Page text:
By David F. Rooney
Mayor Mark McKee had hoped that a stoplight at the CPR overpass would, if synchronized with the two existing lights on the Trans-Canada, help alleviate the current congestion at Victoria Road’s intersection with the highway. He was particularly attracted to the price tag, perhaps $300,000 as opposed to $2.1 million for a roundabout at Victoria and Wright Street.
But a report to Council from Engineering and Development Services Director Mike Thomas last Tuesday, May 24, dashed that hope. In fact, the report suggested another traffic signal would make the situation worse — not better. He wrote:
“To summarize the report, they analyzed existing traffic conditions, using data supplied by the City from a summer weekend in 2015, and attempting to match the existing highway signal timings. The analysis found that:
- While the signal was red for vehicles on Victoria, the movements at the Victoria/Mutas intersection did improve, (but still operating at a level of service rating of F);
- While the signal is green, approximately 19 vehicles could be released to match the highway signal, but during this 36-second time, no vehicles would be able to turn onto Victoria northbound to the highway, creating even greater delays on the side streets; and
- Additionally, in peak times, the signal would actually cause a growing queue along Victoria, which would likely impact the ability to turn from Wright Street.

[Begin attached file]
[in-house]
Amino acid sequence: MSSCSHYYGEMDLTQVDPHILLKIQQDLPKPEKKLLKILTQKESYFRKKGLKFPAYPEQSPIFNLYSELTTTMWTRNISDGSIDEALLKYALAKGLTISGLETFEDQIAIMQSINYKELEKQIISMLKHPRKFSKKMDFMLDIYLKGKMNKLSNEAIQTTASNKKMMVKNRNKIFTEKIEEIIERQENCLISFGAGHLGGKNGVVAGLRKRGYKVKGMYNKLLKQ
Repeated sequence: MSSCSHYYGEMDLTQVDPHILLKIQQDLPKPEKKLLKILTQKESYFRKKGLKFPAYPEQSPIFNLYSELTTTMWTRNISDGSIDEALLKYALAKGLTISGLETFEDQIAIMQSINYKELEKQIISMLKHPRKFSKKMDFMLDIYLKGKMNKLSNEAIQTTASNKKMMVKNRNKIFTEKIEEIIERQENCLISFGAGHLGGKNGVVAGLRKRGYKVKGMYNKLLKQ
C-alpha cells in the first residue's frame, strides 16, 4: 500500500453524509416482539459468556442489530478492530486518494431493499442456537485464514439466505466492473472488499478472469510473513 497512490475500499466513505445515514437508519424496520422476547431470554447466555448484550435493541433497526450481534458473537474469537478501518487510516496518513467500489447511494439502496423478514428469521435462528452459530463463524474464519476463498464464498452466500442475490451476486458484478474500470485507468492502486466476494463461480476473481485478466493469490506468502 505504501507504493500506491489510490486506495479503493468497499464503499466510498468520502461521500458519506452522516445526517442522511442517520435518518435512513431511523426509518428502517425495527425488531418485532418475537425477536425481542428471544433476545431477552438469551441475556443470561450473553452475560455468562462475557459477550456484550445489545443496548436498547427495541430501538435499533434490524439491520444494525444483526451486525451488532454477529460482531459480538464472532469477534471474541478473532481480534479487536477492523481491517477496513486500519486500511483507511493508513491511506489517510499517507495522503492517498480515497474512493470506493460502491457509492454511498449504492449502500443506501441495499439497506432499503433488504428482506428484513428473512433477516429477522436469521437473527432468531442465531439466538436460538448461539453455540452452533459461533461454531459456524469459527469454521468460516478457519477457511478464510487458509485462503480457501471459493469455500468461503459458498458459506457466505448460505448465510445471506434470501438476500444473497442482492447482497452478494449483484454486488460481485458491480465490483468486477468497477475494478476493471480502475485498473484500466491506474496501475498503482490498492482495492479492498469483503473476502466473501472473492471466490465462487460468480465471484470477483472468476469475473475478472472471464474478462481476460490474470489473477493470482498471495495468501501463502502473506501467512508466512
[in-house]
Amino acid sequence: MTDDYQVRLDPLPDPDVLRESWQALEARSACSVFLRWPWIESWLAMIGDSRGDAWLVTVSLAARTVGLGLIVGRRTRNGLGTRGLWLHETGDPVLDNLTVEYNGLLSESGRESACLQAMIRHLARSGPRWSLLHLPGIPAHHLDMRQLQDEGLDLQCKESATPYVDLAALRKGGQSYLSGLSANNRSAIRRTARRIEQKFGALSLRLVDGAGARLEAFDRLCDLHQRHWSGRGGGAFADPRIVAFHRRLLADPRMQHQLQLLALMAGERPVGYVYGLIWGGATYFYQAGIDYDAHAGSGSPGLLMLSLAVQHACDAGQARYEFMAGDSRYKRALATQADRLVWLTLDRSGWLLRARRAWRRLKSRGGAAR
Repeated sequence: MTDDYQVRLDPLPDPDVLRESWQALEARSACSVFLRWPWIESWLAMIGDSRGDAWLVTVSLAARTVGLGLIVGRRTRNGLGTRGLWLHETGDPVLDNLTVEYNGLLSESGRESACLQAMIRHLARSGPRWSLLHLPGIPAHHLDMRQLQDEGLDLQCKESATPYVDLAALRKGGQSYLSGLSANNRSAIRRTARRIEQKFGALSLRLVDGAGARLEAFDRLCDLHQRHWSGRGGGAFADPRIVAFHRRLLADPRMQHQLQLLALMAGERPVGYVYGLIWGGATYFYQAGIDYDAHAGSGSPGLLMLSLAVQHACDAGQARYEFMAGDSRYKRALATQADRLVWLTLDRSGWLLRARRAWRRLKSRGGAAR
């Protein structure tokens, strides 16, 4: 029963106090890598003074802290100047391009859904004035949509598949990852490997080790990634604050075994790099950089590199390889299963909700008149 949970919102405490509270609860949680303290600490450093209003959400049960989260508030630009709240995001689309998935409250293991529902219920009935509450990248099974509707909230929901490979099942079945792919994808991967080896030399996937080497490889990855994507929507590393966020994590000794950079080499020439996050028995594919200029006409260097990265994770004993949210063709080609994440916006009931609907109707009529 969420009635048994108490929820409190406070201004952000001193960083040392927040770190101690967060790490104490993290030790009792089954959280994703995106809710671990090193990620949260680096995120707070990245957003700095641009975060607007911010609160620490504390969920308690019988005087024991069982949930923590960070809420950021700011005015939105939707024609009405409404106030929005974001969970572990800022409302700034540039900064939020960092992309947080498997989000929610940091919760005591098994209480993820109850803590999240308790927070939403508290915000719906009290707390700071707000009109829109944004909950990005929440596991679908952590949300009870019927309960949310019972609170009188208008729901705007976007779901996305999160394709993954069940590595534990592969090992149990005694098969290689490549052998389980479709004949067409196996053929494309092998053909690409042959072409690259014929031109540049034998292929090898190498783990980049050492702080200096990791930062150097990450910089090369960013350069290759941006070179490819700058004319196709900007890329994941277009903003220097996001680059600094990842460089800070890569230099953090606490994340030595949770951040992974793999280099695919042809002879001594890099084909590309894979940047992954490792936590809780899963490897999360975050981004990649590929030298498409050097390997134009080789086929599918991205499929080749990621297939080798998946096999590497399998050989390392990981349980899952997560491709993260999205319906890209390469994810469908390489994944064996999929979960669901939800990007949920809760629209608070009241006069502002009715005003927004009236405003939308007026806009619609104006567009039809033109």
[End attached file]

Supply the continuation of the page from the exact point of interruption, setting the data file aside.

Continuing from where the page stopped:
“The observations section of the report explains the results, and indicates that the random northbound Victoria movements actually allows for turning opportunities, and that building and releasing platoons of traffic makes things worse.
“The other challenge that is briefly mentioned is dealing with this signal during lower traffic volumes. Compliance with a red light signal may be difficult to achieve if drivers do not believe there is any safety reason for them to be stopped.”
That left Council with few options. As Councillor Scott Duke observed: “There’s no perfect solution to this problem… But this summer (that intersection) is going to be the biggest problem” as the RMR’s new mountain coaster is expected to draw increasing numbers of visitors off the highway.
“We’re going to go ahead with preliminary designs (for the roundabout) and get a better handle on what the costs are going to be,” he said during his regular post-Council Question Period with the local news media. “Council still has to make a final approval based on the cost and where the m0ney is going to come from.”
McKee said he has been speaking with the Minister of Transportation about this but has not received a commitment from him regarding provincial support for the project.
If approved, the roundabout and accompanying changes to the entrance to the restaurant loopat Woodenhead Park and the turn into the Tim Hortons/Shell/Super 8 complex on the opposite side of Victoria would be completed be next spring or early summer.
You can watch Council’s entire discussion of this issue beginning at the 17:53 point on Part 2 of the City Council video.
You can watch McKee’s comments to the news media starting at the 52-minute mark on Part 2 of the City Council video below.